What makes the exhibition in two stages of Yoshio Kitayama’s works at the MEM gallery in Osaka all the more surprising is that they are paintings — not the sculpture/installations for which the artist is conventionally known.
In fact, Kitayama’s most recent works were shown from Jan. 23 to Feb. 20, and his paintings from the late 1980s will take over from Feb. 27 to March 27. Both exhibitions are strikingly dissimilar, with the most recent work being remarkably sculptural, refined and myopic in detail while the late ’80s work can only be called the antithesis of this.
For the purpose of explaining how this came about, it is helpful to go back to the the late ’70s. Born in 1948, Kitayama emerged in his 20s in the ’70s Mono-ha (School of Things) era that was flush with ideas of nonart and conceptual concerns.
His interest in drawing concentrated on the two-dimensional surface, over which he soon came to glue bamboo shoots and branches that acted as a kind of tactile line work or substitute drawing. Then, that early tactility became ever more three-dimensional — though the genesis for each work lay firmly in the departure from two dimensions.
Even as the branches broke free from the picture surface and out into the gallery space, for instance, the artist continued to consider these sculptural installations as kaiga (pictures).
By the ’90s, Kitayama was making massive constructions such as “To Whom I Cannot Name Yet (1992-93),” an amorphous structure of lashed-together bamboo rods covered in leather that filled an entire gallery space.
On those early ’80s sculptures in particular were scribbles in bright child-pleasing colors, a connection that led to Kitayama’s late-’80s paintings, around 10 of which will be exhibited from Feb. 27.
The childlike qualities of scribbled line work and lucid coloring began with the artist teaching his own children to draw. He witnessed in their work freely selected motifs without care for convention and free from theoretical implications. Kitayama followed, selecting simple subject matters such as trees and people drawn very small in ink and acrylic. The paintings have little concern with detail, and leave most of the painting surface untouched, such that the smudgy figuration is almost engulfed by the remaining empty surface.
“Endless” (1986), for example depicts a small tree isolated in the middle of a vast space such that the void is more prominent than what has been painted — or the figuration merely punctuates empty space.
Consequently, what was figuration in other works literally becomes a kind of punctuation in “A Poem was Composed” from 1986. Here, in the middle of the paper, a small and isolated black ink dot, rimmed in a fiery red tinge, is all there is — the rest of the surface is left blank.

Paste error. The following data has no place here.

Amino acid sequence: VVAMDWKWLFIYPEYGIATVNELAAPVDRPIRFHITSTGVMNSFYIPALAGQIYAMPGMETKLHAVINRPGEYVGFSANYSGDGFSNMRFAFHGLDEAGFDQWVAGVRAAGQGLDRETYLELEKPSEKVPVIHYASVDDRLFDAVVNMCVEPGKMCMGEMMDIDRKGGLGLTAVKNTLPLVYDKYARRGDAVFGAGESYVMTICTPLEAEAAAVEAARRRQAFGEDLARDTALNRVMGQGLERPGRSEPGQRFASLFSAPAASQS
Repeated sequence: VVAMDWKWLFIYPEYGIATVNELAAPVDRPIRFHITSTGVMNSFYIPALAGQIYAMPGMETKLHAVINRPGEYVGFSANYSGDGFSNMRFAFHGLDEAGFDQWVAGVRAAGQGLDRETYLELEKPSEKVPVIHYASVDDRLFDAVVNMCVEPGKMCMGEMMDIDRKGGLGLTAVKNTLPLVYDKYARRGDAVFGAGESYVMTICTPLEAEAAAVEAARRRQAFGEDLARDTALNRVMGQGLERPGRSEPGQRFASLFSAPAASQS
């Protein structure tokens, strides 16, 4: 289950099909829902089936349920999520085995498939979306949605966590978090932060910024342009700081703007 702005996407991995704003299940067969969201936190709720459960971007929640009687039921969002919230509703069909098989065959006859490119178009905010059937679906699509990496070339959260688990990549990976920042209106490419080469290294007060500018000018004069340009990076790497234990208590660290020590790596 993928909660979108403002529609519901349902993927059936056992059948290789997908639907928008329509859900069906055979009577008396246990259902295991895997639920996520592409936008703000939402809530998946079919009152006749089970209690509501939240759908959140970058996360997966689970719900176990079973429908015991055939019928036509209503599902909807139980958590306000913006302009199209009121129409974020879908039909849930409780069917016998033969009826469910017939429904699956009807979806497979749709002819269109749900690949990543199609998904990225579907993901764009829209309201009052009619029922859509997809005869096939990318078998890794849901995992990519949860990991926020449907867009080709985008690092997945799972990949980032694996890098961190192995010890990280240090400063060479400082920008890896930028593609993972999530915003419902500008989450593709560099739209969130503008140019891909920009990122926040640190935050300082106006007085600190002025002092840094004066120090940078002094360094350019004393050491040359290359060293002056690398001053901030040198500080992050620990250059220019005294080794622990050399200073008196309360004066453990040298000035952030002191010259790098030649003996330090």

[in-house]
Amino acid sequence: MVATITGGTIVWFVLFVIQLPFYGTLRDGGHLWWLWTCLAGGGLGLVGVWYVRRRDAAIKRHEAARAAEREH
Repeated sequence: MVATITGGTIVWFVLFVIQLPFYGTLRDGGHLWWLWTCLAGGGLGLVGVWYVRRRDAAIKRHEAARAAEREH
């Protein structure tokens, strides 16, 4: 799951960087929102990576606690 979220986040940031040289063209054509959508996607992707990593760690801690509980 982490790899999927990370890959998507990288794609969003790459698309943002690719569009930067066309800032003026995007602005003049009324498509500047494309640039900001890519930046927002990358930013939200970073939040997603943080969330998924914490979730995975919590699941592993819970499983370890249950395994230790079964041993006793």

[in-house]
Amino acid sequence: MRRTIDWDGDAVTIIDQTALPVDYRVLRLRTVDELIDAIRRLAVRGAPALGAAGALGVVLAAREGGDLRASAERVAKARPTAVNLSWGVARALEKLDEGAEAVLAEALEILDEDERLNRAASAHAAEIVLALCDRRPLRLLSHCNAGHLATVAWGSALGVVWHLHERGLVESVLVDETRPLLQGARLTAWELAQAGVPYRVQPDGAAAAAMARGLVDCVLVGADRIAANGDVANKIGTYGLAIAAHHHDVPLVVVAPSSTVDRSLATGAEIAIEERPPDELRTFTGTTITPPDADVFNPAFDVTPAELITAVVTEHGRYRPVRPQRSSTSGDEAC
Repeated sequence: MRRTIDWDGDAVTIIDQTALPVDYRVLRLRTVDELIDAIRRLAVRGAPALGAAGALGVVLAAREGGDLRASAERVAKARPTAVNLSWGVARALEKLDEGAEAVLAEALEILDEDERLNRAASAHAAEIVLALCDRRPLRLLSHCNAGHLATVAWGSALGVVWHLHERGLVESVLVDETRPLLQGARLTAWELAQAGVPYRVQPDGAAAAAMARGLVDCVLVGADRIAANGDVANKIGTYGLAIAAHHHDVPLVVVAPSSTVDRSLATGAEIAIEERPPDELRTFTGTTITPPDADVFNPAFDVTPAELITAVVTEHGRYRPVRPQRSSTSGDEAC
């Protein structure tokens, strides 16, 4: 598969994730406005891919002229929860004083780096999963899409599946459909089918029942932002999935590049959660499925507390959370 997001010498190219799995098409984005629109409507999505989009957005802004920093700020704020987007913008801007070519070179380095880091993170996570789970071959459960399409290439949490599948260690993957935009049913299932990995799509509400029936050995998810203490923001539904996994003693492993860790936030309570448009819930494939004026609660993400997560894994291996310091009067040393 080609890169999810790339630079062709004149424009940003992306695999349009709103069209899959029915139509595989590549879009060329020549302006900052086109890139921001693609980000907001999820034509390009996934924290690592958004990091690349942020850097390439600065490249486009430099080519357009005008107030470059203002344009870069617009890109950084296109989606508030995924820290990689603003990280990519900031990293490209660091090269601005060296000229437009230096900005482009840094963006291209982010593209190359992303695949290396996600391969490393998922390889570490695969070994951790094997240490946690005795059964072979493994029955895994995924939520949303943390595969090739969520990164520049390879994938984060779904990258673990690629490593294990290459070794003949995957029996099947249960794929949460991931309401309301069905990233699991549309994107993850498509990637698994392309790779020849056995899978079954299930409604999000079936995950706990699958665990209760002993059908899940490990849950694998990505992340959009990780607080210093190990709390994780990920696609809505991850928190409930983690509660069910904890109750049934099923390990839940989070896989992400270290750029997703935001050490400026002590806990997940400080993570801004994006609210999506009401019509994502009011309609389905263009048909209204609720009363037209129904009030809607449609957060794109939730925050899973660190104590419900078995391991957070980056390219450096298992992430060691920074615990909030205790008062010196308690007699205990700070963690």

In the late ’90s, Kitayama immersed himself in ink painting, his work developing a penchant for minute renderings of microcosmic and macrocosmic celestial entities in a series titled “Universe”; the “Icon” series depicting figures drawn from clay dolls the artist made in advance and then based his paintings on; and his “The Dead Create History” series dealing with violence and massacres throughout human history.
All these, representing Kitayama’s latest artistic developments, were to be seen in the January/February showing at MEM. While ostensibly separate series, they draw upon one another. For example, 2009’s “All Things Are in a State of Flux” is a swirling sprawl of dots and cloudy celestial bodies that glow and fade, fitting within the “Universe” series.
Kitayama connects his imagery to Buddhist mandalas, structures representing both a cosmos and the representation of an unconscious self. He also sees in these works an endless chain of life and death that began with the Big Bang which he situates himself within . . . as a body in space.
A much earlier work, “Mother Has Just Given Birth to a Baby” from 1998, features the same cosmic imagery as above, but the title is suggestive of the recently exhibited “Icon” series work, 2009’s “Good News.”
The subject here is a little baby in a seated position that sucks its thumb while all the while giving birth to a massive blubbery adult figure that appears to rush toward the viewer with clenched fists. The image is striking both for its unusual subject and the extraordinary three-dimensional qualities of the modulated ink.
“The Dead Has Made History” (2010) rejoins the birth theme. Here corpses are so strewn and interwoven that sometimes the individual parts are not visually retrievable. The work is a kind of freakish mass grave of tortured bodies represented in the most discerning and disconcerting detail.
Kitayama’s oeuvre evidences an extraordinary diversity of approach. Most viewers will likely be drawn to the often freakish recent work, while the late-’80s paintings, stark and even visually diminished products, prove more difficult to warm to. It is, however, the necessary prehistory to his contemporary work, and a direction Kitayama was ultimately to turn on its head.
MEM Osaka, Arai Bldg. 4F-16, 2-1-1, Imabashi, Chuoku, Osaka 541-0042 is a 1-min. walk from Exit 2 of Kitahama Station on the Sakai-suji Subway Line. Open 11 a.m.- 6 p.m., closed Sundays, Mondays and public holidays. For more details, visit mem-inc.jp/